Friday, November 18, 2011

Beehive Baltimore (Repost)


According to their website, blog and Tweets, the Beehive Baltimore is an active community of writers sharing space to increase productivity and decrease cost. It’s a classic formula, a proven formula and financially, it makes sense.

It makes sense socially too.

The Hive is located in a cluster of offices, within a trendy, multi-purpose warehouse-esque modern building.

I picture writers, painters, sculptors, and dancers engaging in discussion, debate, and coffee laced with crème and conversation.

I don’t picture writers writing, painters painting, sculptors sculpting or dancers actually dancing.

And, I’d like to.

For the past few weeks, I’ve been planning a visit to the Hive to see just what co-working is all about. They are virtually locatable. I found their website; read their blog, and followed their tweets. I can find the Hive on a map, online, on Google Earth. I can @Beehive them, email them, or comment to a blog.


What I can’t do is call them.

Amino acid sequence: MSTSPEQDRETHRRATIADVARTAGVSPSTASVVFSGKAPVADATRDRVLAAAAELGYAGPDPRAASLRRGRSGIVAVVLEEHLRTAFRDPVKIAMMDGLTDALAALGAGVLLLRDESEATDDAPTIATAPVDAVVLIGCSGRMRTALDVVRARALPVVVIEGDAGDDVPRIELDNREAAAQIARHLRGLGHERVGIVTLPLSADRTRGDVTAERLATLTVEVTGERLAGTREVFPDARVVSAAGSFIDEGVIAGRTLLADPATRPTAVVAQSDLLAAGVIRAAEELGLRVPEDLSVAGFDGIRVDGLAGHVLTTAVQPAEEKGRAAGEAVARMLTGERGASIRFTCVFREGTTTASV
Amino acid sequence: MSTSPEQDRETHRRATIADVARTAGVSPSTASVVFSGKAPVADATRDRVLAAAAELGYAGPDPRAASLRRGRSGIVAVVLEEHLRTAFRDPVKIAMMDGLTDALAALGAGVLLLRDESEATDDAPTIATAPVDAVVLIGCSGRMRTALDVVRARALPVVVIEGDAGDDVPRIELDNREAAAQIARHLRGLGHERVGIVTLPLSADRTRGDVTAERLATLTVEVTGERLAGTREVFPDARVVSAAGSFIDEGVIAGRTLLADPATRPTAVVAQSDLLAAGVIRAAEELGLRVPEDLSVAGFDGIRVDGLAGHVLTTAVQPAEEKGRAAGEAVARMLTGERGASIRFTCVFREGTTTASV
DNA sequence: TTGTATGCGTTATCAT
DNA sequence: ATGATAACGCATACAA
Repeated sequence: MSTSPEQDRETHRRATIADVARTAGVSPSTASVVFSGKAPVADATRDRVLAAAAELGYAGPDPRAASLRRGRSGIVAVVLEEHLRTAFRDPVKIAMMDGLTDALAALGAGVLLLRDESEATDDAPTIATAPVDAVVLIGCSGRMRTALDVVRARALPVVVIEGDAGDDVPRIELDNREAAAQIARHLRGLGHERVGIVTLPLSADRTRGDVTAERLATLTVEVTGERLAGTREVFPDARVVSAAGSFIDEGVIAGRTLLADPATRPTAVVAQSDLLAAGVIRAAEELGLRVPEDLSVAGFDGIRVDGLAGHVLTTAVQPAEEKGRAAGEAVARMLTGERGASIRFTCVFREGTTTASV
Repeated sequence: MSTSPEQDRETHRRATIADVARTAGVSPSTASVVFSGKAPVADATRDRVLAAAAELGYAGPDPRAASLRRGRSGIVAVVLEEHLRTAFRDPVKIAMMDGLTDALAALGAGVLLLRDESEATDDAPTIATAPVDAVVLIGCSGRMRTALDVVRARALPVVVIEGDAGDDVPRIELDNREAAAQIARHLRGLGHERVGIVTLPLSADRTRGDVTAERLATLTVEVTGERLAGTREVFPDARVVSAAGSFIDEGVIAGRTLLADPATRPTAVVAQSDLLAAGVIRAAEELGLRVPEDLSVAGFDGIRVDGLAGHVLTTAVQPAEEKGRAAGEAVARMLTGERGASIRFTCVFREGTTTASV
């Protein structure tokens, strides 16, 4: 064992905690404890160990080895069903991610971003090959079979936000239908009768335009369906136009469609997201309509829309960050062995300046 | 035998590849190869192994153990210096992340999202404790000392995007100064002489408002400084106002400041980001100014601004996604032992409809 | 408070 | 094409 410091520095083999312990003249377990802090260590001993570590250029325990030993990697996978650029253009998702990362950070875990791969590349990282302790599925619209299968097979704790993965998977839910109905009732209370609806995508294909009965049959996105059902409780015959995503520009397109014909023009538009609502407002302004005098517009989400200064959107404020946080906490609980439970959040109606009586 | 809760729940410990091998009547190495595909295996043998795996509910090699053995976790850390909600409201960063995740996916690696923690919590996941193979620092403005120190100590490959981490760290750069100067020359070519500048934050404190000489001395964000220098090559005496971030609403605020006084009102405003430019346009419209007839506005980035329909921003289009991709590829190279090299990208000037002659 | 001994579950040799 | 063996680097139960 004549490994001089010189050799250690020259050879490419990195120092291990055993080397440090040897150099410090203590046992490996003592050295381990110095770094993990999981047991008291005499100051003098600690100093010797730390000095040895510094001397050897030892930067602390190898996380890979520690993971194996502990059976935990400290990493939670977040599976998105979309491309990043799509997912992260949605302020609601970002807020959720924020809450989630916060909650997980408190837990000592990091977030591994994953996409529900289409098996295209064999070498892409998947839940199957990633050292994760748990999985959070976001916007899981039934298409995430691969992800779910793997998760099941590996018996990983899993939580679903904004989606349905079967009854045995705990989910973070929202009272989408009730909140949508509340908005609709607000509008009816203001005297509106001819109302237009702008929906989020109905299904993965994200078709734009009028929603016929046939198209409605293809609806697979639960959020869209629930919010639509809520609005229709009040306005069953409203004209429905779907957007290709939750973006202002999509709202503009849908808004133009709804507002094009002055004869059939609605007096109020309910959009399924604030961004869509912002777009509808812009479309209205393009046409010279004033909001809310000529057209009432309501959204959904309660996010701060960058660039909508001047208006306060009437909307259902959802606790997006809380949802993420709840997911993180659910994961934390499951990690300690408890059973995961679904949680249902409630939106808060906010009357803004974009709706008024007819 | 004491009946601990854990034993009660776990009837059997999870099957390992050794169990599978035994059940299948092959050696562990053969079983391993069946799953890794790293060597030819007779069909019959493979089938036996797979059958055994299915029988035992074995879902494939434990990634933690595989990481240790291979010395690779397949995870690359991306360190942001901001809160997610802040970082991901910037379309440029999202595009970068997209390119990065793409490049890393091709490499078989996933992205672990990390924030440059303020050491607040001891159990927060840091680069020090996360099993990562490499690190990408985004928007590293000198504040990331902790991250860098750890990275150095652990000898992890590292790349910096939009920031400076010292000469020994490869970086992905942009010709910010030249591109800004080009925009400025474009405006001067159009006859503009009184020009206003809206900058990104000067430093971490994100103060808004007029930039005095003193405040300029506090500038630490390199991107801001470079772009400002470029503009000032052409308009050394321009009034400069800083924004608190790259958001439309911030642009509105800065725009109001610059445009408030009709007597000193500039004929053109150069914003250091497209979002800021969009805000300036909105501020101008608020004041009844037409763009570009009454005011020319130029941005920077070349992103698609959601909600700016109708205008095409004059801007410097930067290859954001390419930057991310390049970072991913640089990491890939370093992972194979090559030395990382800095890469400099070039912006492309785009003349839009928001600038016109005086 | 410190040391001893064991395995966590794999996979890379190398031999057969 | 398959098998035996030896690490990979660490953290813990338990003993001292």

Social networking, word of mouth, and an online presence, keeps them plugged into the community they likely want to reach.

But what about me?
How do I cross the communication divide?

I can’t pull out of my coveted parking spot on P2, drive the 3.5 miles in potential rush-hour traffic, and search for a parking spot in the parking garage I’m not sure they have, if I don’t know they will be there when I am.

I could email them and set up an appointment, I could DM them, or even Tweet—but, I won’t.

I will continue to search for a number to communicate in a medium I’m familiar with through a terrain in which I’m not.

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